The Town of North Hempstead has much to boast about. Its finances are among the best in the state with an Aaa bond rating, it is rated among the best places to retire and relations with residents and elected officials are cordial.
For this, Judi Bosworth deserves much credit.
During her six years as town supervisor, North Hempstead has made real progress. But challenges remain.
Several downtown business districts are struggling with vacant storefronts, particularly in Great Neck where a once-vibrant business community has fallen on hard times.
Bosworth has begun to reach out to the business community with an initiative to take advantage of the town’s strong cultural offerings and an invitation for chambers of commerce to work on possible solutions.
But it is here that Bosworth’s desire to get along with people may be too much of a good thing, preventing her from taking a more active role in bringing the many villages that make up a place like Great Neck together to work on the common business corridor they share.
It is fine to accept the authority of each government, but Bosworth should not allow the business community to founder in the process. From issues ranging from parking to zoning, she needs to be more forceful.
Bosworth’s skills will be put to the rest with a controversial proposal by Macy’s and Brookfield properties to develop the department store’s Manhasset property with a hotel, apartments, new stores and restaurants and a redesigned property. We hope she and the Town Board will take more of a lead in these talks than they took on the issue of medical marijuana.
Bosworth, like many in town officials, appears unwilling to press for a comprehensive plan for mixed-use zoning in business districts with retail on the ground floor and apartments above.
This is seen by many as needed to revitalize downtown business districts battling online shopping, malls and strip malls.
Mixed-use zoning also offers a solution to staunching the exodus of millennials in a graying town and county. The town’s Project Independence offers needed services to help seniors stay in their homes. But the needs of millennials go unaddressed.
Questions also surround Bosworth’s handling of the much-needed Clinton Martin G. Martin pool renovation project in New Hyde Park.
The project significantly upgraded the pool. But the park renovation is now the subject of a lawsuit between the town and Wantagh-based Gramercy Group, which did the work. The town is withholding $1.3 million for what it considers unfinished business, and the contractor is claiming an additional $1.5 million in unpaid debts.
Town Councilwoman Dina De Giorgio said this month that no change orders for the project were brought before the Town Board, adding, “I’m not sure we ever voted on any of those cost overruns.”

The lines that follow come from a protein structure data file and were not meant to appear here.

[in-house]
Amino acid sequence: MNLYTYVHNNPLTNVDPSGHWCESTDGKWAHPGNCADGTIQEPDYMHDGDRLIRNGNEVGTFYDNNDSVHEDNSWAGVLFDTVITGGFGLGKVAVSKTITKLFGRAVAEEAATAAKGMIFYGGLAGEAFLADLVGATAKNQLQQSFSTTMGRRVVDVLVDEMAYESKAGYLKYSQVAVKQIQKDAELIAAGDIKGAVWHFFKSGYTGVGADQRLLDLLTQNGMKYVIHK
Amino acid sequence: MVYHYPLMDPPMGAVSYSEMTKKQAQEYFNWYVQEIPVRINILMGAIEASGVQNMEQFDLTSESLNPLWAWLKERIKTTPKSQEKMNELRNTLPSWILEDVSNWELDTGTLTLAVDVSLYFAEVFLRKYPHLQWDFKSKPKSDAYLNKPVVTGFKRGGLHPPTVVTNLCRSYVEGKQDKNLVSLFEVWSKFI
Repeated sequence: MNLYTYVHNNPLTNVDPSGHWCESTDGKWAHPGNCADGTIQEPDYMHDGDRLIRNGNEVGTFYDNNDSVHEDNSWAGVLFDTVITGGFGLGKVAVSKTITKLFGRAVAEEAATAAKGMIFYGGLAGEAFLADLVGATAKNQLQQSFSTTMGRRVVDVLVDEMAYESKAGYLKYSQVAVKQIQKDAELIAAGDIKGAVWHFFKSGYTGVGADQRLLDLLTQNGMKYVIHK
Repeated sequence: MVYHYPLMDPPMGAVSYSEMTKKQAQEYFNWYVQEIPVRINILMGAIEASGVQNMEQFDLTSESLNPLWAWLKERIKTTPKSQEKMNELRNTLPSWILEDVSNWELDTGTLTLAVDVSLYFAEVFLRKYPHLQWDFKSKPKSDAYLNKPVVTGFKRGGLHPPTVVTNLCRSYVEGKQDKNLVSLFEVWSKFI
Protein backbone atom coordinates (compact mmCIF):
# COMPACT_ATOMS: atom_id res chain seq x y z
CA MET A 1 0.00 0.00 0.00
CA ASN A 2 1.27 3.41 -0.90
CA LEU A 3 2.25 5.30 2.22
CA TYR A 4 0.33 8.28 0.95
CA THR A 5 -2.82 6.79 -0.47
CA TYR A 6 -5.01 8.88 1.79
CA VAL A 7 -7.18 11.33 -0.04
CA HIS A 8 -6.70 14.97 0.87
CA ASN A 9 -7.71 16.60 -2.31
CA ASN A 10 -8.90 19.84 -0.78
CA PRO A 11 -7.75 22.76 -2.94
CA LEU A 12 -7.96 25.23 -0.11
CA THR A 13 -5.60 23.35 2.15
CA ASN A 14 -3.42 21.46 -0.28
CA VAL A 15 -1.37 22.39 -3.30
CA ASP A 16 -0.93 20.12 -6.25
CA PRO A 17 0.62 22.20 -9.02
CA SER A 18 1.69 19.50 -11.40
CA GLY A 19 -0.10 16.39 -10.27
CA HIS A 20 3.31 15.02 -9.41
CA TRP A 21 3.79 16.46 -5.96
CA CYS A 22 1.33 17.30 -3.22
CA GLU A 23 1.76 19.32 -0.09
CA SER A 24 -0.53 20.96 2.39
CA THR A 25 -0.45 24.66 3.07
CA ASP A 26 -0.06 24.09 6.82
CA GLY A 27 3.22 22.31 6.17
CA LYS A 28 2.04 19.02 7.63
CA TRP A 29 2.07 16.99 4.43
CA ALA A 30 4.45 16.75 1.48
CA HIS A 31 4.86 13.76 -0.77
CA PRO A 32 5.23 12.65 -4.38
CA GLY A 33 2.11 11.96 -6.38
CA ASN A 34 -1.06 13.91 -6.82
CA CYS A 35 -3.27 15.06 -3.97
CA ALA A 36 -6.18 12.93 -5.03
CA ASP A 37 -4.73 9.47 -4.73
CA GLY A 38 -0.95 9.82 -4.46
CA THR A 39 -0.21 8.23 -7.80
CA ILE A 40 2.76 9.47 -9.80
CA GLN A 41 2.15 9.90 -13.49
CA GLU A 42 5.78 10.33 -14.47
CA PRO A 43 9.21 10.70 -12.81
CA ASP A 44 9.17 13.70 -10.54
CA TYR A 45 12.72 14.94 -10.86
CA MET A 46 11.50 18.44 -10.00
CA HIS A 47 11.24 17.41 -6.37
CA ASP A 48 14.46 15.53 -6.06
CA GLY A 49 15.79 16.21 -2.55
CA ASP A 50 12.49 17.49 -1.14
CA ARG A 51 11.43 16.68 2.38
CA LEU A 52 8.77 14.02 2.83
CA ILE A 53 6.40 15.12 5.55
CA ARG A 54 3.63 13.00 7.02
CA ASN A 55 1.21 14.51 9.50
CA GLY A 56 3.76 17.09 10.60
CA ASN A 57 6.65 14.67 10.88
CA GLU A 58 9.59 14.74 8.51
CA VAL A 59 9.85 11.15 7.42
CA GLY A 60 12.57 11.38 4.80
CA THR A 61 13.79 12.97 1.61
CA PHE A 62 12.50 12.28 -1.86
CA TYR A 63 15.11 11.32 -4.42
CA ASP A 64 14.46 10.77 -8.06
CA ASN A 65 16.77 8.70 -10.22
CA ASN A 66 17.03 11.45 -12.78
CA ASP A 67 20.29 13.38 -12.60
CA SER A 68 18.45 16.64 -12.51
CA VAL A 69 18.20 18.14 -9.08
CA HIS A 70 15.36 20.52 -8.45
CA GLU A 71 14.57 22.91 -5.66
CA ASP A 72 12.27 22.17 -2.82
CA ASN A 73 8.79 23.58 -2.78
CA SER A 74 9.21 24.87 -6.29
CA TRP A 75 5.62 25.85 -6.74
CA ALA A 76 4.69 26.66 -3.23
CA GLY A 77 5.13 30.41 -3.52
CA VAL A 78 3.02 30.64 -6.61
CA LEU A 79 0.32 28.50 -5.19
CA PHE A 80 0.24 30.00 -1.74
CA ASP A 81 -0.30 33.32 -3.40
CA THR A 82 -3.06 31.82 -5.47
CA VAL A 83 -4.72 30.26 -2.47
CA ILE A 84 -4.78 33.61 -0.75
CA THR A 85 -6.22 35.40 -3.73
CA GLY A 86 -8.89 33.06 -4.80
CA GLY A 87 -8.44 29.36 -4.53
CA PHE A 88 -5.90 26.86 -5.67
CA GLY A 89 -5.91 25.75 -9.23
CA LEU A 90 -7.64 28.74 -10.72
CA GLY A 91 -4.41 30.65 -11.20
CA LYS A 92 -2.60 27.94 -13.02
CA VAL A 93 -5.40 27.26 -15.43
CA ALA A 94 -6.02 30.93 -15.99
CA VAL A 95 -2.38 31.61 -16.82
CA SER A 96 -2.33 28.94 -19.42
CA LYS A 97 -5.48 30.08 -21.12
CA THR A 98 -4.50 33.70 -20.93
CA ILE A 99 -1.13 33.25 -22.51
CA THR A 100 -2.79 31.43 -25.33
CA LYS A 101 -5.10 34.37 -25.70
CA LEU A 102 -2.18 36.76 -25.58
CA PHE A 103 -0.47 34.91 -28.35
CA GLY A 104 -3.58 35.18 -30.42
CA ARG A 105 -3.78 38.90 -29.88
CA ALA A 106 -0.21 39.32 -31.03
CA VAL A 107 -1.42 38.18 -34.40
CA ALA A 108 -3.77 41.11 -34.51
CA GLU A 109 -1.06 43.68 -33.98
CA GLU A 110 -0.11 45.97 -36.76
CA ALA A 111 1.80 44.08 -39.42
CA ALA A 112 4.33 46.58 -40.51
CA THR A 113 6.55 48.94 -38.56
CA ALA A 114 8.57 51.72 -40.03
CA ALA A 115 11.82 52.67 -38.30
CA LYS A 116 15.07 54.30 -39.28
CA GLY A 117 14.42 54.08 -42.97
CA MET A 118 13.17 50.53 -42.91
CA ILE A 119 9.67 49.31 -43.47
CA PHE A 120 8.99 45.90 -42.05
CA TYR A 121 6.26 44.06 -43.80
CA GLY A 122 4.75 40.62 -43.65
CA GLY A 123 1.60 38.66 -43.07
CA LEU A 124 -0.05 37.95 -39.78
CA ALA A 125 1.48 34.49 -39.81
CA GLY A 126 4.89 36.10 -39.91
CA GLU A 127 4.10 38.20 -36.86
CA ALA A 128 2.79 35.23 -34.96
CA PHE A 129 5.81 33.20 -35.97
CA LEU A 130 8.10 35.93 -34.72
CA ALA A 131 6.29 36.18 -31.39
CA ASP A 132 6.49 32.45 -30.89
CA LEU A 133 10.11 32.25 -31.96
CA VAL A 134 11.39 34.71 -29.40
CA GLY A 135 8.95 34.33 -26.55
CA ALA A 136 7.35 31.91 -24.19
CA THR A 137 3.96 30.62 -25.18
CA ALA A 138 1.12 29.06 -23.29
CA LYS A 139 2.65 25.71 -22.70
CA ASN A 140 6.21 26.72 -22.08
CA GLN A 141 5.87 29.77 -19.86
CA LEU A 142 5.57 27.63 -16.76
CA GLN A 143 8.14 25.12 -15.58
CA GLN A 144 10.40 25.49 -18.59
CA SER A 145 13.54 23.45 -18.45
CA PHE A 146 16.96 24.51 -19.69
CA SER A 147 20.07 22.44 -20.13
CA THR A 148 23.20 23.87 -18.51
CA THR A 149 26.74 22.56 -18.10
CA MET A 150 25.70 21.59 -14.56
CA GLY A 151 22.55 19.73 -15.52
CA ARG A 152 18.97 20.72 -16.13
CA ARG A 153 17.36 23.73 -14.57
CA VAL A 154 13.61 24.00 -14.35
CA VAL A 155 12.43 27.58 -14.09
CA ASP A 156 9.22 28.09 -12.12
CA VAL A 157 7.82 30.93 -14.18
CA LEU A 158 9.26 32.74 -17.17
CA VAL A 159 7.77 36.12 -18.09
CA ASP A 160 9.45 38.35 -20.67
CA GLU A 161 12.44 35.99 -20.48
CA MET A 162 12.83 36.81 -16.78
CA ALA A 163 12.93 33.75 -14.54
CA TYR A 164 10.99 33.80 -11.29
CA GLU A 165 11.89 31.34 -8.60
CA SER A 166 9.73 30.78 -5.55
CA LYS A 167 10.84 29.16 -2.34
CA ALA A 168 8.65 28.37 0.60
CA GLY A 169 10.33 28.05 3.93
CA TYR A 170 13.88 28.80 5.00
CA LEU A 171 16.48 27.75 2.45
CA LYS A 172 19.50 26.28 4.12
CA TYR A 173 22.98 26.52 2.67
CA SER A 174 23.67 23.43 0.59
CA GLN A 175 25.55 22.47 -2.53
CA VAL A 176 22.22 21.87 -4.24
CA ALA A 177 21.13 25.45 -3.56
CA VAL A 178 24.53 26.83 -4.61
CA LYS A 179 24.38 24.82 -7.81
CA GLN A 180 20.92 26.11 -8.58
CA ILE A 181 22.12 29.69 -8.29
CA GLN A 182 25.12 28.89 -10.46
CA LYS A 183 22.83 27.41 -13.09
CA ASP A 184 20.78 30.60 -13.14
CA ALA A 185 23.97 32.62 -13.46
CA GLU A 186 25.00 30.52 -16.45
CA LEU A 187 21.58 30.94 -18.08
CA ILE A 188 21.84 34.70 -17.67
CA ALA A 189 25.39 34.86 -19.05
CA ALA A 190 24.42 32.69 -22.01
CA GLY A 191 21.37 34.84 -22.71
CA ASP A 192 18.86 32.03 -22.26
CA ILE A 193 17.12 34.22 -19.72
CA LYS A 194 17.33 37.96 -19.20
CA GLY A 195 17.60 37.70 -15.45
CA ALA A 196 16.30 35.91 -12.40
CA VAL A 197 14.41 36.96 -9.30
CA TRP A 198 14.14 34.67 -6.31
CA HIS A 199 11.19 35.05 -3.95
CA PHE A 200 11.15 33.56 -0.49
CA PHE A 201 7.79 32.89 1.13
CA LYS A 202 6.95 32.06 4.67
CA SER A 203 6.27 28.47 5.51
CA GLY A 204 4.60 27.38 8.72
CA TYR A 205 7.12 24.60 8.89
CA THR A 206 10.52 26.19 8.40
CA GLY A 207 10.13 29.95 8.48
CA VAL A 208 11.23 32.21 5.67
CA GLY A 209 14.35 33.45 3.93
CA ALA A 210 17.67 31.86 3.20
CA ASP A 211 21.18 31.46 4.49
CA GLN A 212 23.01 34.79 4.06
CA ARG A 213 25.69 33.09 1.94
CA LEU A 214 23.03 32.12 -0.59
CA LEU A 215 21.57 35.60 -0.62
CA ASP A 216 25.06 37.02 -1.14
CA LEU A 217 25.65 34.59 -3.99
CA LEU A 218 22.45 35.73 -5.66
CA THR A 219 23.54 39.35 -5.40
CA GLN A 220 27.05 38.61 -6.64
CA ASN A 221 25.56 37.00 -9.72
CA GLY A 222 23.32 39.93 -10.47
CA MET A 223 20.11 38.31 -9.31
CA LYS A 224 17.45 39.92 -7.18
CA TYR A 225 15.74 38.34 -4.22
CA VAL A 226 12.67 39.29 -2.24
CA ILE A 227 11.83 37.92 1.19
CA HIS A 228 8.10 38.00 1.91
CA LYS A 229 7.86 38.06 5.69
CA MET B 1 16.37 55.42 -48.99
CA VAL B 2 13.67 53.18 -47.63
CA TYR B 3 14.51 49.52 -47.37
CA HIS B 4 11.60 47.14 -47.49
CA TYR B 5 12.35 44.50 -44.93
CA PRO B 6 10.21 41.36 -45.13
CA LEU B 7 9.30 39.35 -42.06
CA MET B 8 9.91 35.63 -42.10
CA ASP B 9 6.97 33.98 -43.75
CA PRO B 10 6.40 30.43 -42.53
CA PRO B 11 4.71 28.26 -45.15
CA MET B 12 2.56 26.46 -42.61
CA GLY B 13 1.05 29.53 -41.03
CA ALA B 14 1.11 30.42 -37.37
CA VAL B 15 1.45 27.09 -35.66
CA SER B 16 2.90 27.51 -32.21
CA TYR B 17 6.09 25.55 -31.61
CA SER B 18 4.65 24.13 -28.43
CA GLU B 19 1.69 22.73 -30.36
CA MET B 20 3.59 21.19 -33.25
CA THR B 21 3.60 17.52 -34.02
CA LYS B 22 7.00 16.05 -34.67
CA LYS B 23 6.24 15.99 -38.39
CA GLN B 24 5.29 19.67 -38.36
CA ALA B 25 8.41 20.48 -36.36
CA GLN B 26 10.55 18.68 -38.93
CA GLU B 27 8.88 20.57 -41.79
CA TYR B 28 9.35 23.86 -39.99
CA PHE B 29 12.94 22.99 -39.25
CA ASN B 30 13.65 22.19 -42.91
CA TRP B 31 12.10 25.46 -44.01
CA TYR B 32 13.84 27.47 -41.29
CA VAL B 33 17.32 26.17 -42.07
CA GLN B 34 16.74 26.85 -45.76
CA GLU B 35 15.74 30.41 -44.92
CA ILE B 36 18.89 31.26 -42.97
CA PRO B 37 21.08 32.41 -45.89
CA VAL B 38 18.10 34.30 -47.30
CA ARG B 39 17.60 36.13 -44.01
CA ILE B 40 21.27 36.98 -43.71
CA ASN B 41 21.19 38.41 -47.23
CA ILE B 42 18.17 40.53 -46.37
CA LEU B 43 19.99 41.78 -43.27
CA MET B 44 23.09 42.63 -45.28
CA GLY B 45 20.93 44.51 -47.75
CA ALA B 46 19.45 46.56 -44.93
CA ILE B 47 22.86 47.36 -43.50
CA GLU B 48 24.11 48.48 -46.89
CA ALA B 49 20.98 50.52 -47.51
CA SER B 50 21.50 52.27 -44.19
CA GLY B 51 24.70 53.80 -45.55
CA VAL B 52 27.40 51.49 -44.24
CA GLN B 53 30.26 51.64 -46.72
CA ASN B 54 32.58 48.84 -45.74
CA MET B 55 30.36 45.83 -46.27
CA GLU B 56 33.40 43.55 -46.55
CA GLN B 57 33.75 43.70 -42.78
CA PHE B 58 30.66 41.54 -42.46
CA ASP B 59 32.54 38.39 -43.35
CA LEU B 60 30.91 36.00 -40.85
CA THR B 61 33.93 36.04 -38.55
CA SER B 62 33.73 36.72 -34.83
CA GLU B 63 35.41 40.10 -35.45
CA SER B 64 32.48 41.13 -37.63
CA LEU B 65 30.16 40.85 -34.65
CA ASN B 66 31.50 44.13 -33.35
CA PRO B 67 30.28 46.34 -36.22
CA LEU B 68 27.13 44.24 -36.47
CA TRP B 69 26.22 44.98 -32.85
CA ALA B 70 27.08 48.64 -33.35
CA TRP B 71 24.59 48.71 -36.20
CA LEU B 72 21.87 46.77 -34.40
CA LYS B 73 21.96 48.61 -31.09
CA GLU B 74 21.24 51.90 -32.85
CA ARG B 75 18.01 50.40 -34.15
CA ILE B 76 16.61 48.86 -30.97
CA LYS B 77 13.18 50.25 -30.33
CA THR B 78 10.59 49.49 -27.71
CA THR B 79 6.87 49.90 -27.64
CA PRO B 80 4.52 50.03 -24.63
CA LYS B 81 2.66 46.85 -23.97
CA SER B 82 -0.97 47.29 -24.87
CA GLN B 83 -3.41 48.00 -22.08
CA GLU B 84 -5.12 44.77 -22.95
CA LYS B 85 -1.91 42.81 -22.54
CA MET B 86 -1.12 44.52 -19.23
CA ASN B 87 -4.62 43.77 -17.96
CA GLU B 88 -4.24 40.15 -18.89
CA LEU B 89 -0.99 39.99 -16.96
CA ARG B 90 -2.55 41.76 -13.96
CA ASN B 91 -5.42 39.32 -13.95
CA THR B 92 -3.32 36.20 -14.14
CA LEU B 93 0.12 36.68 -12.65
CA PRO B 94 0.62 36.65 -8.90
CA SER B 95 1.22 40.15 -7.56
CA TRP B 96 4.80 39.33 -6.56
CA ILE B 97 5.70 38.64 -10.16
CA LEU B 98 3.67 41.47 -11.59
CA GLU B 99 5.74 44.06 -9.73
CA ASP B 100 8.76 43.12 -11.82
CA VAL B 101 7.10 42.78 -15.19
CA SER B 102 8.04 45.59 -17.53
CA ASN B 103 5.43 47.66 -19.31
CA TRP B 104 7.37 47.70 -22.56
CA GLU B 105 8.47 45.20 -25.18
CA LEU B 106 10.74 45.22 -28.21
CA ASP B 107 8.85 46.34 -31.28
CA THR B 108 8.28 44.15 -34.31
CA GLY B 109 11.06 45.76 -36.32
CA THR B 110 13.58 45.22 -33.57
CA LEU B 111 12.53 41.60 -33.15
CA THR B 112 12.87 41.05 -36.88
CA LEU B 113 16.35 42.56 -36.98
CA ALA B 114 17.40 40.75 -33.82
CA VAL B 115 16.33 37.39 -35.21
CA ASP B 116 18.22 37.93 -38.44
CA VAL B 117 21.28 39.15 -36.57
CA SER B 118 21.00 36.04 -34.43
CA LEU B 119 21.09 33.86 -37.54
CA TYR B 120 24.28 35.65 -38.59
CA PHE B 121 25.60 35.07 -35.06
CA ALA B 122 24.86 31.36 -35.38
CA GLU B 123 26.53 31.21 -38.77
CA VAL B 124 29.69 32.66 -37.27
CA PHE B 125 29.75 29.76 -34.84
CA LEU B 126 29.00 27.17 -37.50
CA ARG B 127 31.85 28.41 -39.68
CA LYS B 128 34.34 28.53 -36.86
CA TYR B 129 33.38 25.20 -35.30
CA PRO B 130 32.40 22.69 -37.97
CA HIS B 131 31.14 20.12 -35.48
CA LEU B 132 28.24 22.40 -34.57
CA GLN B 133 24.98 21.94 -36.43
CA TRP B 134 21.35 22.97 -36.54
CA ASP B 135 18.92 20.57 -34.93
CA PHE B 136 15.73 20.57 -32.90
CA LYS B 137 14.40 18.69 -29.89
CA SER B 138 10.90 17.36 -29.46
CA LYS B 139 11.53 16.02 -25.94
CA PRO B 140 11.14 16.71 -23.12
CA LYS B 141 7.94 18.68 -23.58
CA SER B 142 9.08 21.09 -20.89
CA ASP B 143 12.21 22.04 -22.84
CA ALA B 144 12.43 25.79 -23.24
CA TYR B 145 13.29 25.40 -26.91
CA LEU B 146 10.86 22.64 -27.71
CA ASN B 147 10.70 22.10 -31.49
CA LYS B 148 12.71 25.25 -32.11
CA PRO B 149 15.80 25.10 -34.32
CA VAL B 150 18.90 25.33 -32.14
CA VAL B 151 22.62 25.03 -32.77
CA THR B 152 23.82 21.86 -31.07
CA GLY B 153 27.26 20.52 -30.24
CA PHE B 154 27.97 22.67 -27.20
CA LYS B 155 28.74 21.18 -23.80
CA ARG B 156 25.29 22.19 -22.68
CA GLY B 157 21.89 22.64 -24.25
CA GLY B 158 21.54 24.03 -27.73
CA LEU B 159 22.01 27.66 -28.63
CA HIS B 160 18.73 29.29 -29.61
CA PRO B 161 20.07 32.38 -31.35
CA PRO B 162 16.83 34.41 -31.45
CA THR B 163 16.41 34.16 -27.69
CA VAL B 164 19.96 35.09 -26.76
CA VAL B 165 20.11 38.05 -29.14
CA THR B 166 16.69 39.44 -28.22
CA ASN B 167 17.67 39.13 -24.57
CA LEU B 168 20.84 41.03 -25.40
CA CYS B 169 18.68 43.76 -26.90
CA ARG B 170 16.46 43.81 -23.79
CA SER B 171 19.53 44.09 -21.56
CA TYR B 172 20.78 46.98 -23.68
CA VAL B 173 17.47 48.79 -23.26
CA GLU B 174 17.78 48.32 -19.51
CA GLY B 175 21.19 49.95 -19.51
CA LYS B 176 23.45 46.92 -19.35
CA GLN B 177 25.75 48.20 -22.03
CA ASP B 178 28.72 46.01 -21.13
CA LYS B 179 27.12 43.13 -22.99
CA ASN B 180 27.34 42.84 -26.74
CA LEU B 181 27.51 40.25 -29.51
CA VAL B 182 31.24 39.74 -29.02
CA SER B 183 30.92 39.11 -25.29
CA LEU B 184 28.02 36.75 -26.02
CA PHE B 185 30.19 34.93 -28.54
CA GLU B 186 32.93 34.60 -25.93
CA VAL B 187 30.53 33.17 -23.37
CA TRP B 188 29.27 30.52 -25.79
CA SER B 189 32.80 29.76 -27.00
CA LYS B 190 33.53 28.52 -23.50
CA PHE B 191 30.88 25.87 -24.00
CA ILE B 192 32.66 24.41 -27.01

Bosworth said she is not certain what De Giorgio was talking about.
“I understand that the overruns we were aware of went to the board,” she said. “She was never at any kind of meeting, and only saw the park during a ribbon-cutting, so I’m not sure what she’s talking about. According to what I know, this is not costing more than what we planned for.”
She also points out that members of the park district have enjoyed a significantly upgraded facility the past two summers.
Bosworth is opposed by David Redmond, a Mineola resident who works for the Nassau County Board of Elections, but has no other government experience at any level.
Redmond, an experienced technical consultant with a background in electrical engineering, said he would bring a more hands-on approach to town projects and has a greater aptitude for new technologies that would make the town Building Department more efficient.
The handling of the renovation project at Clinton G. Martin Park has been one of Redmond’s points of criticism throughout the campaign, and he said he would have handled it much differently.
“If they had hired the right people and done their due diligence, this project would not be an issue,” he said. “I would have gotten constant updates from people who were working on this project. It’s a manageable project that should not have gotten to this point.”
Bosworth appears to need an upgrade to her management team. She also should continue to find ways to speed up the town’s application process for building permits, both commercial and residential.
But she is the clear choice in this election.
Blank Slate Media endorses Bosworth.